Exclusive: Communities could be cheated of shale gas compensation payments

A derrick and platform drilling a shale gas wells in Pennsylvania. US development of shale gas is thought to be much more straightforward than in the UK
A derrick and platform drilling a shale gas wells in Pennsylvania. US development of shale gas is thought to be much more straightforward than in the UK
Alex Stevenson By

Communities could be cheated of compensation payments for shale gas extraction under plans being drawn up by the government.

The draft community incentives paper currently being prepared by the Department for Energy and Climate Change could hand the benefits of shale gas to county councils instead of the specific communities affected, a source involved in talks with the government told Politics.co.uk.

The move, currently under consideration in Whitehall, will trigger concerns that those directly affected from shale gas drilling and the earthquakes triggered by the fracking process will lose out to councils absorbing the extra money amid shrinking funding from central government.

Shale gas has huge potential to boost Britain's energy security but could have adverse effects for those living close to wells.


The government is set to unveil its approach to shale gas alongside the publication of the British Geological Survey's assessment of the UK's shale gas reserves within the next month.

A range of community incentives are being discussed, including reductions from energy bills and investment in community projects.

But Politics.co.uk understands the government is leaning towards a revenue-based percentage per well, amounting to a straightforward cash payout.

Sources in the industry are suggesting communities will lose some funding to councils.

Doug Parr, Greenpeace's chief scientists, warned developers had to recognise they shouldn't just accept that local authorities "are the right way to go".

"There are legitimate reasons why people who are local to the development need to have a voice and be able to thrash out what the benefits should be and where they should go," he said.

"It doesn't seem to me intrinsically fair that it's given to a large local authority who plan a swimming pool in a town 15 miles away rather than giving something back to the community who are putting up with it.

"That said, defining what constitutes a local community and how to deal with them is a real challenge. But you shouldn't just take the easy route."

The coalition is yet to decide the balance of the benefits to be taken by local authorities.

Concerns about winning over those affected are dominating debate in the run-up to the government's assessment.

Energy bosses were criticised by one Conservative councillor for having "battered and bruised" his Frodsham ward in Greater Manchester at the Shale Gas World conference in Manchester.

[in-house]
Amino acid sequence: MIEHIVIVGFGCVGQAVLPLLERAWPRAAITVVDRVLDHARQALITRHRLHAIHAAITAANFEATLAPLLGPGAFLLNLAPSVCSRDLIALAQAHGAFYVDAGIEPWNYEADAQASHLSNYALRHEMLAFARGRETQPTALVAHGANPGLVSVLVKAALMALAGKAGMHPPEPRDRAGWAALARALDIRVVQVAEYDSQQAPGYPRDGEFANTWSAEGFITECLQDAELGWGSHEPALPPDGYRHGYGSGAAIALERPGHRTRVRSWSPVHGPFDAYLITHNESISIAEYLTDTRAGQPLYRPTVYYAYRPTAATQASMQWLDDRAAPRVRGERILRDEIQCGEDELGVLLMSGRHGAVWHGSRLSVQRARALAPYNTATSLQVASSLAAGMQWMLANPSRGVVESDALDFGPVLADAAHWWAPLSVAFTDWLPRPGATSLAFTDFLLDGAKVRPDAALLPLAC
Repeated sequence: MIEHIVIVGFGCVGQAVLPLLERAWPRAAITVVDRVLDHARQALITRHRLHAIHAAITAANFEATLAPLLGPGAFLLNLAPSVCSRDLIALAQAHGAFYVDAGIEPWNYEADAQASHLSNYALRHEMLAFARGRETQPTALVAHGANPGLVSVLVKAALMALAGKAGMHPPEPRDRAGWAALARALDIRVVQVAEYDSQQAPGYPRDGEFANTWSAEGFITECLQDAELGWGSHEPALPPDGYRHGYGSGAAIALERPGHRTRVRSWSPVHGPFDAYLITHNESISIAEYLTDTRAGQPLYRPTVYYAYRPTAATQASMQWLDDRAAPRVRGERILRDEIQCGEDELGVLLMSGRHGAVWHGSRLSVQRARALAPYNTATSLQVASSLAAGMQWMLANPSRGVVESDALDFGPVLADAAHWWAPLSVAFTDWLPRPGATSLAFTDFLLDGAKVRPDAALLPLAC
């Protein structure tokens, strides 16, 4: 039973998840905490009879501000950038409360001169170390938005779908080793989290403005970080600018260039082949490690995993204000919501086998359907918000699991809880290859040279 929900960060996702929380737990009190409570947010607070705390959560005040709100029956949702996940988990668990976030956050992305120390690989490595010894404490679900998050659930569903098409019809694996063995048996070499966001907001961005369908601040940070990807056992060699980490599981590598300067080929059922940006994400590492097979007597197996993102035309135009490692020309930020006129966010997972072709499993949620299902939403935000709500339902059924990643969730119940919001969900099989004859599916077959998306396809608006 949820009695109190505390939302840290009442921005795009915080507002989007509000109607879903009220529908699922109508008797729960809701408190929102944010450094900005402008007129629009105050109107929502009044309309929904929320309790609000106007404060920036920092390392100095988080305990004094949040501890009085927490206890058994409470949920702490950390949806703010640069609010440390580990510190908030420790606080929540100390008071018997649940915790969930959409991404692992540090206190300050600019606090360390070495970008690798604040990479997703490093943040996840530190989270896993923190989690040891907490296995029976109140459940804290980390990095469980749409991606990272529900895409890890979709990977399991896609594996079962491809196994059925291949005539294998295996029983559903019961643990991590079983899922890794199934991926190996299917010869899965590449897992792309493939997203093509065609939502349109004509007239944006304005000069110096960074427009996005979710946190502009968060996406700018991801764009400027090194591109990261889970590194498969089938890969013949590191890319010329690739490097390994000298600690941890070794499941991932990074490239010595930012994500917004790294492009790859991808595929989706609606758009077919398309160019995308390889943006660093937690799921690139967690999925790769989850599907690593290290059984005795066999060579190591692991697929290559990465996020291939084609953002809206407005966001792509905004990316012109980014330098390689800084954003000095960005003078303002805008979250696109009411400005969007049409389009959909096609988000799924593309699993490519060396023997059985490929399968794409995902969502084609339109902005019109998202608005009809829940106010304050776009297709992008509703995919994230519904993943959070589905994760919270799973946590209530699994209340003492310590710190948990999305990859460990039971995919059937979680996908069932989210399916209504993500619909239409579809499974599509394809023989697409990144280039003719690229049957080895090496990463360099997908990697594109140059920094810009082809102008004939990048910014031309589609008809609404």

Francis Egan and Andrew Austin, the chief executives of leading shale gas firms Cuadrilla Resources and iGas, had told senior figures in the industry that transparency would be sufficient to win over the public and safety was paramount in an environment where "nobody's going to agree with everything you're doing".

Andrew Dawson, Frodsham's councillor, told the pair: "I hear you and I despair. We need you to be very good neighbours. We need you to go beyond bus shelters."

Dawson suggested shale gas firms should be far more generous by providing more infrastructure and endowing universities with academic posts.

He added: "We will welcome you with open arms if you don't take us for mugs. Stop mugging us."

Austin, whose iGas firm has a licence to explore a 300 square mile area around the Wirral and north-west Cheshire, responded by acknowledging that "we need to work with the communities" and pledged "we will go beyond bus shelters".

But Egan - whose company Cuadrilla Resources is seeking planning applications for new exploratory wells from Lancashire county council - suggested Dawson's focus was too small-scale and that communities should consider the broader potential benefits of shale gas.

"I recognise there is an expectation the county will benefit, and those benefits will grow over time," he said.

"I take a much longer-term view of this. You do need to look beyond next month's activity.

"The real benefit should be sustainable for a much longer period of time. There's a much bigger prize to be played for than a bus shelter, believe me."

In a separate session on the environmental impacts of shale gas Kevin Anderson, professor in energy and climate change at the University of Manchester, suggested a broader view of what defines the 'affected community' is needed.

"The local community [affected by] shale gas to me are the 30 million people who live within one metre's sea level rise of the coastal strip of Bangladesh," he said.

"These will be hit by the impacts of yet another fossil fuel. Let's be honest about who those communities are, or let's be honest and say we just don't care about them."

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